Creating Harmony By Companion Planting Beneficial Habitats

Cilantro Interplanted With Triticale

Did you know there are several different uses for companion planting? Most of you have heard about the benefits, but in reality of the benefits there is a bottom line.

In order for the benefits to take place an attempt to duplicate nature in all its glory must happen.

Most of the time it is just a matter of observation. Learning the life cycles of insects and noticing how certain plants take on relationships with each other sometimes takes a little trial and error.

To make it simple for gardeners who are new at these concepts, I always recommend beginning with Companion Planting Beneficial Habitats. What this means is creating areas throughout the garden and the premises that will be an attractive environment for beneficial insects and arthropods. They will work as predators keeping the bad guys under control.

The attraction for some in a beneficial habitat may be the plants or certain types of flowers that draw the insect for food or perhaps a place in which to lay its eggs. It may be a matter of creating areas  in which toads, frogs and lizards can live. It could also be the pollen and nectar of herbs and flowers that provide nourishment for pollinators or attract birds that might enjoy eating some pesky grasshoppers and caterpillars.

Thyme Square Gardens

Study what grows best in your garden zone. Look for natives and heirlooms that provide more food than hybrids. Create water features and natural canopies with shrubs and trees. Above all protect your soil with natural matter that will protect all the beneficial  life you can not see with your eyes that live under the earth. And as always we must strive towards diversity.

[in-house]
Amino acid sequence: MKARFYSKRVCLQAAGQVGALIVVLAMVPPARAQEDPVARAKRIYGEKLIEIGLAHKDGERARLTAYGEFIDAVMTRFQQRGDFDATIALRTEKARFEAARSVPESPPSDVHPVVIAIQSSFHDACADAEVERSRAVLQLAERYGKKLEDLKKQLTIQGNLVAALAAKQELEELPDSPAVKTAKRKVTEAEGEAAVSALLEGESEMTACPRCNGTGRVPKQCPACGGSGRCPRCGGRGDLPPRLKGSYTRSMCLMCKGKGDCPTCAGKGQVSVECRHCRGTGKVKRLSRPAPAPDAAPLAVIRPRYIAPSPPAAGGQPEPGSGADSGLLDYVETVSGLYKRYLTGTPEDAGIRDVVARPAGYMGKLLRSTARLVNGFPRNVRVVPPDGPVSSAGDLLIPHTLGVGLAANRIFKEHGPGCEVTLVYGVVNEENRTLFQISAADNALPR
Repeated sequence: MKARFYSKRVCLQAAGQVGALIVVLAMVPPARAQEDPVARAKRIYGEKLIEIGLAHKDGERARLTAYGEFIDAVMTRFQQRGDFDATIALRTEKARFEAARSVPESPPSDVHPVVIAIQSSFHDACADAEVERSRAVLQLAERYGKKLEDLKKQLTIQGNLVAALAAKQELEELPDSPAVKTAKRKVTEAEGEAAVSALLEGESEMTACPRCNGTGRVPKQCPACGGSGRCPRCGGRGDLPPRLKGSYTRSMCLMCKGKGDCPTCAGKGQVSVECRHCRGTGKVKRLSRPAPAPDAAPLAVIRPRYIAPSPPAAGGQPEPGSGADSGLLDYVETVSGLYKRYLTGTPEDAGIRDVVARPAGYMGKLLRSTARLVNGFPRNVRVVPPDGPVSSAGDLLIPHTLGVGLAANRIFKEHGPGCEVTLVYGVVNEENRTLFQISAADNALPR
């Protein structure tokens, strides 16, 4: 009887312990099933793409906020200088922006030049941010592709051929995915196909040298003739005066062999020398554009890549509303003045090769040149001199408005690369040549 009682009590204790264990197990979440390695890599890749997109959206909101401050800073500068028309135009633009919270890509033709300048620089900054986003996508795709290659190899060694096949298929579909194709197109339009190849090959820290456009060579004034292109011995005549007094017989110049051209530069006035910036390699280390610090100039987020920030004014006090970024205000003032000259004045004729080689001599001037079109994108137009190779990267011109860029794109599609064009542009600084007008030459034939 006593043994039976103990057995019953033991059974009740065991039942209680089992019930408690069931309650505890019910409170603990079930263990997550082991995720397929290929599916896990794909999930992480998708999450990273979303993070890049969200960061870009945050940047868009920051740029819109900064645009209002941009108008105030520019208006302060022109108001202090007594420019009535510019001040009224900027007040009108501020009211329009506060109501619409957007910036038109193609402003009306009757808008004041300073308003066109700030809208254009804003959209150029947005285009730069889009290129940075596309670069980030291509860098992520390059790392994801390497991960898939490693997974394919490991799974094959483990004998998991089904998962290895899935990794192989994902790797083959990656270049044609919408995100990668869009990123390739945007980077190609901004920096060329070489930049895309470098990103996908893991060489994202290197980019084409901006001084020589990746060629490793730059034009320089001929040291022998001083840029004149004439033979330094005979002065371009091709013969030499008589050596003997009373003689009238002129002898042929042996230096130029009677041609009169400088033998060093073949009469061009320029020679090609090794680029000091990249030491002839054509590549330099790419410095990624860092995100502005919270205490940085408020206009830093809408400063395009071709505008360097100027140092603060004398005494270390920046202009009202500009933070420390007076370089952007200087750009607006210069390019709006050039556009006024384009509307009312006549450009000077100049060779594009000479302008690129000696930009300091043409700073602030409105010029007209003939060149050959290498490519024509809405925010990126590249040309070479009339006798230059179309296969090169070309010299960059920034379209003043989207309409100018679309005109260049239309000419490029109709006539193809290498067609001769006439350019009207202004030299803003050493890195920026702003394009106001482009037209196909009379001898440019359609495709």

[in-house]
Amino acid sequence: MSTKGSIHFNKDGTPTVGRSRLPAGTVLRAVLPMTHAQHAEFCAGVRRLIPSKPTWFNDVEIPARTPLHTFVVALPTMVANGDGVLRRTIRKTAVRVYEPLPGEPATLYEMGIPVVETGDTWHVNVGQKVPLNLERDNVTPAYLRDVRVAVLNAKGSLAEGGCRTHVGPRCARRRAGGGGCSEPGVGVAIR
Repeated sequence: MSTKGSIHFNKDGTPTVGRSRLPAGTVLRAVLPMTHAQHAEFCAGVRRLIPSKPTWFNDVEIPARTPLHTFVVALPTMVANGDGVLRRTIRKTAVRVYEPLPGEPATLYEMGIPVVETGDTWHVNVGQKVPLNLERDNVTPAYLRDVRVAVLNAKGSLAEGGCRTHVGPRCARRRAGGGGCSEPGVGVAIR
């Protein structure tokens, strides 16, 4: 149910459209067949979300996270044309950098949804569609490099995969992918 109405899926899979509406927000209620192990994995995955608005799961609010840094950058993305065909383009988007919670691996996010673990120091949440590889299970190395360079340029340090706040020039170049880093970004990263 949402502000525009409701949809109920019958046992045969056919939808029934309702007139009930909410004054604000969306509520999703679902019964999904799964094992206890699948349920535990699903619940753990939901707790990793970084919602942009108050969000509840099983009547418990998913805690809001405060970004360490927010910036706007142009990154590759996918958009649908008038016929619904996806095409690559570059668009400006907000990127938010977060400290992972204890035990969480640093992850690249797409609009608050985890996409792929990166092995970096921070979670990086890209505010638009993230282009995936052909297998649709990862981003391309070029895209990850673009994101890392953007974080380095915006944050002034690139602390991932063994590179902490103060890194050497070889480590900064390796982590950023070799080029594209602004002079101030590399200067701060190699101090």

In the photo above we have experimented with companions by growing Cilantro that is interplanted with our Triticale crop. The Cilantro served a dual purpose by suppressing unwanted weeds as well as attracting hoards of Ladybug's with its delicate white flowers.

We found that the Triticale germinated close to 90 percent of what was sown in this area. As the the Cilantro finished its cycle we allowed it to seed out. The herb soon dies down creating a natural mulch for the wheat as it continues to mature. Of course since this is a small test area the wheat when ready was harvested easily by hand. As fall approached much of the seed from the Cilantro that fell to the ground sprouted back up and gave us another crop to enjoy during the cooler temperatures in a weed free zone.

A great link to help you get started with companion planting can be found at this page. The list is constantly complied and updated by Universities and Experts such as The Rodale Institute.  Happy Gardening!

 

 

 

 

Pamela Kimsey
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